Analogous art:

In same field of endeavor,

Or pertinent to

By Pedalboard_(995939579).jpg: Michael Morel from Barcelona, Spainderivative work: Atlantictire (talk) - Pedalboard_(995939579).jpg, CC BY 2.0, https://commons.wikimedia.org/w/index.php?curid=15081161In the recent case of Donner Technology, LLC v. Pro Stage Gear, the Federal Circuit considered how to determine whether prior art was “analogous” for the purposes of determining the patentability or unpatentability of a claimed invention.

Donner sought inter partes review of a patent owned by Pro Stage Gear for a guitar effects pedal, saying that its claims were obvious, and thus unpatentable, in light of prior art.

According to the patent,

prior art pedalboards were essentially wooden boards to which guitar effects pedals were mounted. … If multiple guitar effects pedals were used, “they must be interconnected by cables to the original source of the sound to be altered, and then connected to the amplification system.”… These cables were “inserted into the adapters on the guitar effects and arranged between the pedals on the board. The wooden board may be placed in a carrying case and the cables covered by foam so that the cables are not exposed.” …With such setups, it was difficult to change out or add new effects “because the foam must be removed to uncover the cable connections, the effect removed from the board, the cables repositioned for the new effect, the new effect positioned on the board, the cables rerouted, and the foam re-cut or replaced for the new effect.” … The ’023 patent explained that there was thus a need for “an improved pedal effects board which allows easy positioning and changing of the individual guitar effects while providing a confined and secure area for cable routing and placement.”

The patent at issue purportedly solved these problems.

Donner claimed that the Pro Stage patent was analogous to a Mullen patent for electrical relays, and that the Mullen invention was prior art because it also included “surfaces for mounting relays, cable connection openings, and area for routing cables.”

The object of the Mullen invention was

to provide an improved support for supporting one or more relay structures and for providing wiring-channel space for receiving wires that would be connected to the relay structures to connect the relay structures in various control circuits.

The court disagreed with Donner that Mullen was analogous, explaining:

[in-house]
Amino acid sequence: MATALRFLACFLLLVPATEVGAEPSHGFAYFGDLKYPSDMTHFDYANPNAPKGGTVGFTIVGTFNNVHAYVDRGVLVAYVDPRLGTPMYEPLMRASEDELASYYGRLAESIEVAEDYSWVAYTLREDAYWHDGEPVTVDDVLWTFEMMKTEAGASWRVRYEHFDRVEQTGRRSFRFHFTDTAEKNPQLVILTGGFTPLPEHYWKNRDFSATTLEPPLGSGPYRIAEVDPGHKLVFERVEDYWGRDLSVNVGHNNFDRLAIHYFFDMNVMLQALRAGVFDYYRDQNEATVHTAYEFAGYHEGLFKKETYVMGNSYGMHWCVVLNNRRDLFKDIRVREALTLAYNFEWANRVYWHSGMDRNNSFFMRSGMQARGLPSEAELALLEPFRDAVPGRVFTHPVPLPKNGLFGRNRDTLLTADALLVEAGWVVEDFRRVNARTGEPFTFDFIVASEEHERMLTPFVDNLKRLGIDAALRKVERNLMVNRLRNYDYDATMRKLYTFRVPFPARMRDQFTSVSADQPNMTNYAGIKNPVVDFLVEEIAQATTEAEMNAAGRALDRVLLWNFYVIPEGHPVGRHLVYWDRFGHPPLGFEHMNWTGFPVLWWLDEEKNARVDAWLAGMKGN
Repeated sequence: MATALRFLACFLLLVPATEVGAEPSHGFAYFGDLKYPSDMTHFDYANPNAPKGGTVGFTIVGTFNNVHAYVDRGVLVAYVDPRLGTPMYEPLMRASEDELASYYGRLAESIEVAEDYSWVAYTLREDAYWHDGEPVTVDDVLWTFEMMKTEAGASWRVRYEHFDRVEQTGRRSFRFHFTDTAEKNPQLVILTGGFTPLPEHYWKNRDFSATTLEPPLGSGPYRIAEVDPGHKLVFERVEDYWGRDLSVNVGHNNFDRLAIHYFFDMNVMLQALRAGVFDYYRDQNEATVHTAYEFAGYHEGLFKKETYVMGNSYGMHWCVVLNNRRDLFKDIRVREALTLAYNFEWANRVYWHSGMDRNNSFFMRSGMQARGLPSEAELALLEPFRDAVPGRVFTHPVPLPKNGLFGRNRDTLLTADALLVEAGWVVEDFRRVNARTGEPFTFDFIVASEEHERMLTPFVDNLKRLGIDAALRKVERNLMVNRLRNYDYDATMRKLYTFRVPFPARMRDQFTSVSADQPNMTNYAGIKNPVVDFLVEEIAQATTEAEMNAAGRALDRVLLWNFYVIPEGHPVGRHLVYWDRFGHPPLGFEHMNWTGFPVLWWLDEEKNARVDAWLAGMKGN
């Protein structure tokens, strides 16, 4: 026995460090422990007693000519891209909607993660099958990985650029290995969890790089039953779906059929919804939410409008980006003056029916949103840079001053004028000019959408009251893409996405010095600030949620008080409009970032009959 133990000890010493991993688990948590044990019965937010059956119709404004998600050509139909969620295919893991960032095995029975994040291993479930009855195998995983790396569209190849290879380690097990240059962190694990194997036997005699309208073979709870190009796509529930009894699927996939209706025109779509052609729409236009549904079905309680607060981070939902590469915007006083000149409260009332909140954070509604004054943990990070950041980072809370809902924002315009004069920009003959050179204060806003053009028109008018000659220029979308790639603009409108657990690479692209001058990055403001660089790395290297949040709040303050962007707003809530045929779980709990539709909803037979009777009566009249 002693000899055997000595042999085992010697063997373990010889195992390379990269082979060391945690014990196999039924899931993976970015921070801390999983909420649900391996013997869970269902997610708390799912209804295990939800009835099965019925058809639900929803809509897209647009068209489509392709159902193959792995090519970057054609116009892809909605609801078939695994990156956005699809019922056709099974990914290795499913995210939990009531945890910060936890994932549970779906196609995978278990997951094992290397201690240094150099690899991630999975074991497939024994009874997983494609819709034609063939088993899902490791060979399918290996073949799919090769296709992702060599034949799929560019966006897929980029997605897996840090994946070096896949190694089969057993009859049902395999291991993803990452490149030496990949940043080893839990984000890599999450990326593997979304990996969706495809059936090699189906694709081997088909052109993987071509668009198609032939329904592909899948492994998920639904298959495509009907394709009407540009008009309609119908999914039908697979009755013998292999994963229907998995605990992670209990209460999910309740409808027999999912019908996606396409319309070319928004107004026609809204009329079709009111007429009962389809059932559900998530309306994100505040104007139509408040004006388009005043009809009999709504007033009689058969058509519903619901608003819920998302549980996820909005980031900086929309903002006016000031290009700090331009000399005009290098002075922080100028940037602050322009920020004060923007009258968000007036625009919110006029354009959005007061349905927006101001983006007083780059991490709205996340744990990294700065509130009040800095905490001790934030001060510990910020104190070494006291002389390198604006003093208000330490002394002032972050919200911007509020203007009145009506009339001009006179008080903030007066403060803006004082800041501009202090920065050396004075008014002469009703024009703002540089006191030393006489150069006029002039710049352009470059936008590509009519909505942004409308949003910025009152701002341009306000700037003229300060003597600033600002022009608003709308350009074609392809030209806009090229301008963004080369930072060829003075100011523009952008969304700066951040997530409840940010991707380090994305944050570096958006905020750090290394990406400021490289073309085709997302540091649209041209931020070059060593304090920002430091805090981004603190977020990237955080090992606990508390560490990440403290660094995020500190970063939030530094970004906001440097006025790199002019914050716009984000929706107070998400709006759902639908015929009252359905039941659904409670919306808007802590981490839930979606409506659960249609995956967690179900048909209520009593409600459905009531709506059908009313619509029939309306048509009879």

The scope of the prior art includes all analogous art. … “Two separate tests define the scope of analogous prior art: (1) whether the art is from the same field of endeavor, regardless of the problem addressed and, (2) if the reference is not within the field of the inventor’s endeavor, whether the reference still is reasonably pertinent to the particular problem with which the inventor is involved.”

It was undisputed that the Pro Stage ‘023 patent and the Mullen invention weren’t from the same field of endeavor. Thus, the question became whether the Mullen invention was “reasonably pertinent to one or more of the particular problems to which the ’023 patent relates.”

Whether prior art is pertinent, noted the court, depends on whether the inventions relate to a similar problem or purpose:

Thus, when addressing whether a reference is analogous art with respect to a claimed invention under a reasonable-pertinence theory, the problems to which both relate must be identified and compared.

The court found that the Patent Trial and Appeal Board (PTAB) had failed to identify the problem to which Mullen related, and thus failed to apply the proper standard.

The court also found that the PTAB had erred in finding Mullen analogous because:

The problems to which the claimed invention and reference at issue relate must be identified and compared from the perspective of a person having ordinary skill in the art (“PHOSITA”). … Importantly, this analysis must be carried out from the vantage point of a PHOSITA who is considering turning to the teachings of references outside her field of endeavor.


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